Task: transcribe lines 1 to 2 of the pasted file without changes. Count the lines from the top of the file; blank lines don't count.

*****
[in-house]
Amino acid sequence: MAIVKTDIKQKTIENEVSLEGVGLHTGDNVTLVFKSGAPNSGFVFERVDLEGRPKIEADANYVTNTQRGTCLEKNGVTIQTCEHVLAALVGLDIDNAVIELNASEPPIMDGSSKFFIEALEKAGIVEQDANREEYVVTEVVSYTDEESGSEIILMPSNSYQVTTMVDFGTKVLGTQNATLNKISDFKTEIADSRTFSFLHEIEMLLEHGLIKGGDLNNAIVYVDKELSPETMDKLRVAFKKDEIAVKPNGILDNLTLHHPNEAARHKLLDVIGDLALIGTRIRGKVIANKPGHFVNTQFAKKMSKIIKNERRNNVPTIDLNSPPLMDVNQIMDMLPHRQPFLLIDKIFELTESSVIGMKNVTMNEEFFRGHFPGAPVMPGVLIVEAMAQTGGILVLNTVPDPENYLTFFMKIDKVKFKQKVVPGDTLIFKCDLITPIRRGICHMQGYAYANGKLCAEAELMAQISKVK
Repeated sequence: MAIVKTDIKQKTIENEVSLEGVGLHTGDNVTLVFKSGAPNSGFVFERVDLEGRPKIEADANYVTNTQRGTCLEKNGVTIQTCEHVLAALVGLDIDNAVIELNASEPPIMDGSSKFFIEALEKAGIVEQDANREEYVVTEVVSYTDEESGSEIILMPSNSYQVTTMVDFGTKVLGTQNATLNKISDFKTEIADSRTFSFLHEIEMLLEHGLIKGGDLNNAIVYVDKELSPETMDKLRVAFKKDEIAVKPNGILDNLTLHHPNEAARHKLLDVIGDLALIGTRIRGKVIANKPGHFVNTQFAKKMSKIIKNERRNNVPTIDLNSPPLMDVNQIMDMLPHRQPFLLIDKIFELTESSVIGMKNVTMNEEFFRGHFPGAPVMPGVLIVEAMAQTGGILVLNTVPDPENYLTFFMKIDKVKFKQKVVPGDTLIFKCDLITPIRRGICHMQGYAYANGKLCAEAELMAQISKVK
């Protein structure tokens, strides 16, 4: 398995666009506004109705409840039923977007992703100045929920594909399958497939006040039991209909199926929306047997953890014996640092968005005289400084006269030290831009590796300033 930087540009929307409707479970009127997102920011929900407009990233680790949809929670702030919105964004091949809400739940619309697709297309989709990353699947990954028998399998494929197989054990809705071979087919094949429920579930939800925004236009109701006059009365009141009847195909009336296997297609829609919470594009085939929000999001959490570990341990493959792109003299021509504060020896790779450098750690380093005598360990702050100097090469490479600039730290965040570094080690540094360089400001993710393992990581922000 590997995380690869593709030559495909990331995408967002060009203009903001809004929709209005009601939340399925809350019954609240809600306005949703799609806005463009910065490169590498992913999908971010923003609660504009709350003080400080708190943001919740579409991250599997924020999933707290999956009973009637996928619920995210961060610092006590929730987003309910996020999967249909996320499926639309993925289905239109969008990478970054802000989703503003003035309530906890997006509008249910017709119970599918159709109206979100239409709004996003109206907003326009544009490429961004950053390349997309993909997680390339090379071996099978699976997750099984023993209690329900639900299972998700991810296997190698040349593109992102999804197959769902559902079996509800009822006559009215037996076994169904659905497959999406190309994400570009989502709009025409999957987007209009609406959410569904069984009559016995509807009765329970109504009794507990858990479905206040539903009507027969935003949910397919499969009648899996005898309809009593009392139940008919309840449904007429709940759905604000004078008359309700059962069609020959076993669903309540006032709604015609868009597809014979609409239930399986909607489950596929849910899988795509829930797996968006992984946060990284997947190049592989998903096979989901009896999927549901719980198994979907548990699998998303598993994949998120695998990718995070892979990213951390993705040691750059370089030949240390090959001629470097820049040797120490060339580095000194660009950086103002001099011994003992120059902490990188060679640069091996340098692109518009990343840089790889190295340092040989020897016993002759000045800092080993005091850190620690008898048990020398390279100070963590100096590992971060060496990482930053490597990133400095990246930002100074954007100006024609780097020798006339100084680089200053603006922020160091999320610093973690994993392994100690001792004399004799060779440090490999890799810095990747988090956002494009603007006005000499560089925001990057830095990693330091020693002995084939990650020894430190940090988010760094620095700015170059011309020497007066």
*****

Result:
[in-house]
Amino acid sequence: MAIVKTDIKQKTIENEVSLEGVGLHTGDNVTLVFKSGAPNSGFVFERVDLEGRPKIEADANYVTNTQRGTCLEKNGVTIQTCEHVLAALVGLDIDNAVIELNASEPPIMDGSSKFFIEALEKAGIVEQDANREEYVVTEVVSYTDEESGSEIILMPSNSYQVTTMVDFGTKVLGTQNATLNKISDFKTEIADSRTFSFLHEIEMLLEHGLIKGGDLNNAIVYVDKELSPETMDKLRVAFKKDEIAVKPNGILDNLTLHHPNEAARHKLLDVIGDLALIGTRIRGKVIANKPGHFVNTQFAKKMSKIIKNERRNNVPTIDLNSPPLMDVNQIMDMLPHRQPFLLIDKIFELTESSVIGMKNVTMNEEFFRGHFPGAPVMPGVLIVEAMAQTGGILVLNTVPDPENYLTFFMKIDKVKFKQKVVPGDTLIFKCDLITPIRRGICHMQGYAYANGKLCAEAELMAQISKVK